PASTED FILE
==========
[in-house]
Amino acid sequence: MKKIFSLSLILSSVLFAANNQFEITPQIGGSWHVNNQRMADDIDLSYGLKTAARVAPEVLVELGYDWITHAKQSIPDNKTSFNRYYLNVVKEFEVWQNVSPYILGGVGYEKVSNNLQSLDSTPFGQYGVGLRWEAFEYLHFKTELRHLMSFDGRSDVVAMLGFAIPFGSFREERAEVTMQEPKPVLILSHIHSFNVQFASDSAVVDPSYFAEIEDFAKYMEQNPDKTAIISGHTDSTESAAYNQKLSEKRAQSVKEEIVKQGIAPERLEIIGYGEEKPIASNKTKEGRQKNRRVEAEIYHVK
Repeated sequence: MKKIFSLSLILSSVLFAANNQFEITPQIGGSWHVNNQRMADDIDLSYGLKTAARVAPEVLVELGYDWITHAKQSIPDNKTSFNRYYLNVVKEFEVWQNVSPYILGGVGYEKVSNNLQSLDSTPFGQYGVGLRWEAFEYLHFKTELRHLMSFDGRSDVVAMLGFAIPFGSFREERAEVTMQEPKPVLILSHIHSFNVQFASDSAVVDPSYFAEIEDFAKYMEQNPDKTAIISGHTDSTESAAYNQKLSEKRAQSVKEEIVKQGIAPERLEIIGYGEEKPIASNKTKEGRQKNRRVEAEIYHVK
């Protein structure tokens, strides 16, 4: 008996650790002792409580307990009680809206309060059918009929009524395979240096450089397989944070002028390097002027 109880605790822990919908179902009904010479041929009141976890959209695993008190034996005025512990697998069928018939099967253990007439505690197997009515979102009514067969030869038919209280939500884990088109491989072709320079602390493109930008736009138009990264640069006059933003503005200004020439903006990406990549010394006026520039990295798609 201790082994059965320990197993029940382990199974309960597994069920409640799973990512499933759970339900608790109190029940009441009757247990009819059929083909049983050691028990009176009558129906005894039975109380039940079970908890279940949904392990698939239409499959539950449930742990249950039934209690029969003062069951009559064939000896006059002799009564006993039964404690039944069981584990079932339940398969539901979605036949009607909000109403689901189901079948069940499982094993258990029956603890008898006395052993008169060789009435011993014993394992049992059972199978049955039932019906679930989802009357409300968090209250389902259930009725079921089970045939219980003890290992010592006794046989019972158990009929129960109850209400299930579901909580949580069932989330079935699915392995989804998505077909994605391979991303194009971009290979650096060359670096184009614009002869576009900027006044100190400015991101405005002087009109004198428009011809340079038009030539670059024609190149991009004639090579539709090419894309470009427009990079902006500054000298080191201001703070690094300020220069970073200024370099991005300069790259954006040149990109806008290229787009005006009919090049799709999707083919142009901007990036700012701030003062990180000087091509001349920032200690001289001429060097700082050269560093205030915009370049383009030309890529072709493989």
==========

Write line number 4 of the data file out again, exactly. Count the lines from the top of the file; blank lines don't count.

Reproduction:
């Protein structure tokens, strides 16, 4: 008996650790002792409580307990009680809206309060059918009929009524395979240096450089397989944070002028390097002027 109880605790822990919908179902009904010479041929009141976890959209695993008190034996005025512990697998069928018939099967253990007439505690197997009515979102009514067969030869038919209280939500884990088109491989072709320079602390493109930008736009138009990264640069006059933003503005200004020439903006990406990549010394006026520039990295798609 201790082994059965320990197993029940382990199974309960597994069920409640799973990512499933759970339900608790109190029940009441009757247990009819059929083909049983050691028990009176009558129906005894039975109380039940079970908890279940949904392990698939239409499959539950449930742990249950039934209690029969003062069951009559064939000896006059002799009564006993039964404690039944069981584990079932339940398969539901979605036949009607909000109403689901189901079948069940499982094993258990029956603890008898006395052993008169060789009435011993014993394992049992059972199978049955039932019906679930989802009357409300968090209250389902259930009725079921089970045939219980003890290992010592006794046989019972158990009929129960109850209400299930579901909580949580069932989330079935699915392995989804998505077909994605391979991303194009971009290979650096060359670096184009614009002869576009900027006044100190400015991101405005002087009109004198428009011809340079038009030539670059024609190149991009004639090579539709090419894309470009427009990079902006500054000298080191201001703070690094300020220069970073200024370099991005300069790259954006040149990109806008290229787009005006009919090049799709999707083919142009901007990036700012701030003062990180000087091509001349920032200690001289001429060097700082050269560093205030915009370049383009030309890529072709493989």